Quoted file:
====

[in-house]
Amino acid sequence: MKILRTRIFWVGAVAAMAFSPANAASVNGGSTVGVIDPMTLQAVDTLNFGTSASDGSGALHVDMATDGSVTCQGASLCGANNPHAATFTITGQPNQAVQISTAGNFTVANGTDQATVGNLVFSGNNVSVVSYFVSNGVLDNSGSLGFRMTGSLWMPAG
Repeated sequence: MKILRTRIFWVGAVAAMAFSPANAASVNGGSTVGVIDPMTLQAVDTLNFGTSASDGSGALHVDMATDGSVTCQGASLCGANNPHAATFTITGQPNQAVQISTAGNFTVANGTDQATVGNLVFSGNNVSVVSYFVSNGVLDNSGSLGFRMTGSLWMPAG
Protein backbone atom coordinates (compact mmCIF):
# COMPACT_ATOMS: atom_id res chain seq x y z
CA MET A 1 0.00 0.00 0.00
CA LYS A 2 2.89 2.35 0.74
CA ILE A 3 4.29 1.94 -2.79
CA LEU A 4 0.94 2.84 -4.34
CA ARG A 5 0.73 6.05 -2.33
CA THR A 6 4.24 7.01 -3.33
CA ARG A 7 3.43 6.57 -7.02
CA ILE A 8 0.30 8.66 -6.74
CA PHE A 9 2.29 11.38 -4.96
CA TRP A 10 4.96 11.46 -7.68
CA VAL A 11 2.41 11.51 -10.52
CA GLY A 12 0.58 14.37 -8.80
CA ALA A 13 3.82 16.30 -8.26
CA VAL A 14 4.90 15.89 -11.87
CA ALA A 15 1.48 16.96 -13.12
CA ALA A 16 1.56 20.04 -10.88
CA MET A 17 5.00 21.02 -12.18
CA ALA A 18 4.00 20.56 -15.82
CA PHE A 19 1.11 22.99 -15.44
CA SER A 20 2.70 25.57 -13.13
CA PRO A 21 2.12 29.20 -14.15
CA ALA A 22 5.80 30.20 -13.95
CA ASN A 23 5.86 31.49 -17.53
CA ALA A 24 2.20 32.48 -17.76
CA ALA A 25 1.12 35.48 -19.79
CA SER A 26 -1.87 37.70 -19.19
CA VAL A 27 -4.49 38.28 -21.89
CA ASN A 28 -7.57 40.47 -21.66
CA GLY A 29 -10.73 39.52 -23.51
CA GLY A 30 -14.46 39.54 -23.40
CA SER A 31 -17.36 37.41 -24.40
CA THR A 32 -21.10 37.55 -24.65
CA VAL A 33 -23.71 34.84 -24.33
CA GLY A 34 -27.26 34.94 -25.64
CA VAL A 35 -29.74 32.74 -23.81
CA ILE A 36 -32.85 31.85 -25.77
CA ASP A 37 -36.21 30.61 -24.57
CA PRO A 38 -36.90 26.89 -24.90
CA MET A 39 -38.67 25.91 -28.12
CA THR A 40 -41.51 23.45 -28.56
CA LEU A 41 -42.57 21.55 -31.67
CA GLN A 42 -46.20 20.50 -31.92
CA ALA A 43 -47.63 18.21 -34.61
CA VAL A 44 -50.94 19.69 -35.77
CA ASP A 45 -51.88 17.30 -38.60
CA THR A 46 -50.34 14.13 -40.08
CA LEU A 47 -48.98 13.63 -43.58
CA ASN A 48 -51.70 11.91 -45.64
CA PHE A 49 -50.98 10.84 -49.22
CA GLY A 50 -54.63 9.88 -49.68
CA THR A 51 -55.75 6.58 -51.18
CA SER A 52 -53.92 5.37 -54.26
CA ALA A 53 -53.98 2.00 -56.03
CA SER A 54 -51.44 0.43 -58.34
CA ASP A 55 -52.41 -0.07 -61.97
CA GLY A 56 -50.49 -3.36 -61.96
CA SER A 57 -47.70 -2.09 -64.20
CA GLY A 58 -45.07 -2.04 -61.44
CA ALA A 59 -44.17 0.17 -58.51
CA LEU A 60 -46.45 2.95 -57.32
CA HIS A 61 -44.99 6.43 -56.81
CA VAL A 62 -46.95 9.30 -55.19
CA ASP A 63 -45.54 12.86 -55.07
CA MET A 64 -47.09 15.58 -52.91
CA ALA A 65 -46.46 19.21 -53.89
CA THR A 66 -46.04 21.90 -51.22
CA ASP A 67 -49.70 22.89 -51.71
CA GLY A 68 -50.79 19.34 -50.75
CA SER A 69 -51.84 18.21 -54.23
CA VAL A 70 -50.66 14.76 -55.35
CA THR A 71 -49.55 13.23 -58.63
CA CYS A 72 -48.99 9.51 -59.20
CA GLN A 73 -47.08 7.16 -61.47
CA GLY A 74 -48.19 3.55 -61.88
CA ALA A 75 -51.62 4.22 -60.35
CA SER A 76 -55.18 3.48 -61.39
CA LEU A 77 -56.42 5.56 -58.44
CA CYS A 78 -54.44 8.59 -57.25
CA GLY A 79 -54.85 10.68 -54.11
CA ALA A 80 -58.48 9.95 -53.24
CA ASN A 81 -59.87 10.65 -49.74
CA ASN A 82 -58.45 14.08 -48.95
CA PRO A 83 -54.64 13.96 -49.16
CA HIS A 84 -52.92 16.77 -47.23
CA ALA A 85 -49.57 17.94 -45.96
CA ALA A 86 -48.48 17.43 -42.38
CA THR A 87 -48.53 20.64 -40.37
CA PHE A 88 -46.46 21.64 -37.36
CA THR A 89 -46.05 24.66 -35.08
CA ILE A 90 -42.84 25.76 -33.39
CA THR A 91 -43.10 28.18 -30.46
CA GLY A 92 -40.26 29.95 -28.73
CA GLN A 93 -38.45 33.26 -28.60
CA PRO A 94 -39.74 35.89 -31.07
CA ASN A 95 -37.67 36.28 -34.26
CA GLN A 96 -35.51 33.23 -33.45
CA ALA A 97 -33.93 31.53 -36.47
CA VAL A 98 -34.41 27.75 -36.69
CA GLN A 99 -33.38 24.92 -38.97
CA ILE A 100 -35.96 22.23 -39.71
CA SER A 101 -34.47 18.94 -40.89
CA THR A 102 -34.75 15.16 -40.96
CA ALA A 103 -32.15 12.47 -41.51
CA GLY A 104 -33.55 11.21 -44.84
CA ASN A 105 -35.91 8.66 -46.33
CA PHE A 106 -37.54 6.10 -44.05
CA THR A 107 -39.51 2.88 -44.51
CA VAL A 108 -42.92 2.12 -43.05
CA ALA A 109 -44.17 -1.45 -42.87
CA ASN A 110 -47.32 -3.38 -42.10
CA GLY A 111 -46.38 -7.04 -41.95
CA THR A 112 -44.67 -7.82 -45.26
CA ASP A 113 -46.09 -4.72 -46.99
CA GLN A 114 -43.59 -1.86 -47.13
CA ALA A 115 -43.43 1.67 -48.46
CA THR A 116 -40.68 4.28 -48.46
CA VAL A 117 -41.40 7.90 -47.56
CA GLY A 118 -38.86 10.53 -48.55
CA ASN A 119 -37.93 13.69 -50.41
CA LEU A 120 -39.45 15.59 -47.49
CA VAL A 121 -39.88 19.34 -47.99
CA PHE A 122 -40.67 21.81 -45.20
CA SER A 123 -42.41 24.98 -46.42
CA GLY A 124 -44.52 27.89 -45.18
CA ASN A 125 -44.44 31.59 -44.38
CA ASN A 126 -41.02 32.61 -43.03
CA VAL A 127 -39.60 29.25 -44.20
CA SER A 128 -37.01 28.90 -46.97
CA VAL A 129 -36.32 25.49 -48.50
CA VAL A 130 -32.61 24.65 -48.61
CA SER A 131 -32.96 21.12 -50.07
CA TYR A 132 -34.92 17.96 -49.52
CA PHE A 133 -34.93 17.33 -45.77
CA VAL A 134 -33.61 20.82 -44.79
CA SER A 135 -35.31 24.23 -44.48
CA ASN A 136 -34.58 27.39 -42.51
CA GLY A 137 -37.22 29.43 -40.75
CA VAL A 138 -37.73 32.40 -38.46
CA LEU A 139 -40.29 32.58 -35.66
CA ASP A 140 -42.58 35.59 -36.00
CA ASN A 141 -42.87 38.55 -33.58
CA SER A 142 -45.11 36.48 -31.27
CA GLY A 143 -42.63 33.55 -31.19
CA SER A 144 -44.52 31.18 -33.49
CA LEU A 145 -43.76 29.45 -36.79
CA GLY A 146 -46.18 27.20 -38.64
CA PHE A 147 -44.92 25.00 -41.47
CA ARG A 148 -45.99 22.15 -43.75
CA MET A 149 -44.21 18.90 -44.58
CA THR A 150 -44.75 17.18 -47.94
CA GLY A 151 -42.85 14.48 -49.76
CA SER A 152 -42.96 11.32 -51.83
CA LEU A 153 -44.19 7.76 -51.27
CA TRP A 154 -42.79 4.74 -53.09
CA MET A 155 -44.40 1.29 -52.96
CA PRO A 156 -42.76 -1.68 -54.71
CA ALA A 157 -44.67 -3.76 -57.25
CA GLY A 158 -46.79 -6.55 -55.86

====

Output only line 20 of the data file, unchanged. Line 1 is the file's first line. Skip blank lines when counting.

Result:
CA ALA A 15 1.48 16.96 -13.12